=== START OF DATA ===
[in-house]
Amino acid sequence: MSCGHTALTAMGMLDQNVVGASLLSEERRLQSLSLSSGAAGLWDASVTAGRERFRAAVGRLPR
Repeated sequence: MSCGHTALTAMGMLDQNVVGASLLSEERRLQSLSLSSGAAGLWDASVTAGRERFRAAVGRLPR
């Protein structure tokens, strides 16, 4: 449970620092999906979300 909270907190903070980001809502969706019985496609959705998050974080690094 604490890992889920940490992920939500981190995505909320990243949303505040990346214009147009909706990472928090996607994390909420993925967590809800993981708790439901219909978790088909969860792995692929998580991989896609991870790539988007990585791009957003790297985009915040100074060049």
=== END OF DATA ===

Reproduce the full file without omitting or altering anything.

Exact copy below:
[in-house]
Amino acid sequence: MSCGHTALTAMGMLDQNVVGASLLSEERRLQSLSLSSGAAGLWDASVTAGRERFRAAVGRLPR
Repeated sequence: MSCGHTALTAMGMLDQNVVGASLLSEERRLQSLSLSSGAAGLWDASVTAGRERFRAAVGRLPR
């Protein structure tokens, strides 16, 4: 449970620092999906979300 909270907190903070980001809502969706019985496609959705998050974080690094 604490890992889920940490992920939500981190995505909320990243949303505040990346214009147009909706990472928090996607994390909420993925967590809800993981708790439901219909978790088909969860792995692929998580991989896609991870790539988007990585791009957003790297985009915040100074060049």